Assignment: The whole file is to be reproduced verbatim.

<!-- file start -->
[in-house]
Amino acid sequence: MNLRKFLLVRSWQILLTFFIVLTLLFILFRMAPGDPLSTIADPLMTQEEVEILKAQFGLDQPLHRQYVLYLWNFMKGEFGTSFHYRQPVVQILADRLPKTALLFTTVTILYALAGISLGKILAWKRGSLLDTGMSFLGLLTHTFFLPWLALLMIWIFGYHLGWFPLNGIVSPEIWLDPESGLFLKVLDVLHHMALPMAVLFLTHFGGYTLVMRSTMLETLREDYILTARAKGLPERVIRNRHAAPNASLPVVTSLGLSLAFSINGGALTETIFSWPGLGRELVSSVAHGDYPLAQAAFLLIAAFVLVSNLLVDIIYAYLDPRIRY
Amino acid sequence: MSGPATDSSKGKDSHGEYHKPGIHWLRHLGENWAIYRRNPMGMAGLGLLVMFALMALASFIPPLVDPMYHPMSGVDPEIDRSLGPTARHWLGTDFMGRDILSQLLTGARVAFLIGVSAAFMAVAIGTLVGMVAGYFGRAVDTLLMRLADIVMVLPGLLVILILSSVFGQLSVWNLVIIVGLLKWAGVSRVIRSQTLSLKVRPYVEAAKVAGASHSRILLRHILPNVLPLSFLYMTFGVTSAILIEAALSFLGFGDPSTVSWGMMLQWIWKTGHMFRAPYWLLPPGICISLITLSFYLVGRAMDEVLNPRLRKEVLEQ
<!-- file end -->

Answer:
[in-house]
Amino acid sequence: MNLRKFLLVRSWQILLTFFIVLTLLFILFRMAPGDPLSTIADPLMTQEEVEILKAQFGLDQPLHRQYVLYLWNFMKGEFGTSFHYRQPVVQILADRLPKTALLFTTVTILYALAGISLGKILAWKRGSLLDTGMSFLGLLTHTFFLPWLALLMIWIFGYHLGWFPLNGIVSPEIWLDPESGLFLKVLDVLHHMALPMAVLFLTHFGGYTLVMRSTMLETLREDYILTARAKGLPERVIRNRHAAPNASLPVVTSLGLSLAFSINGGALTETIFSWPGLGRELVSSVAHGDYPLAQAAFLLIAAFVLVSNLLVDIIYAYLDPRIRY
Amino acid sequence: MSGPATDSSKGKDSHGEYHKPGIHWLRHLGENWAIYRRNPMGMAGLGLLVMFALMALASFIPPLVDPMYHPMSGVDPEIDRSLGPTARHWLGTDFMGRDILSQLLTGARVAFLIGVSAAFMAVAIGTLVGMVAGYFGRAVDTLLMRLADIVMVLPGLLVILILSSVFGQLSVWNLVIIVGLLKWAGVSRVIRSQTLSLKVRPYVEAAKVAGASHSRILLRHILPNVLPLSFLYMTFGVTSAILIEAALSFLGFGDPSTVSWGMMLQWIWKTGHMFRAPYWLLPPGICISLITLSFYLVGRAMDEVLNPRLRKEVLEQ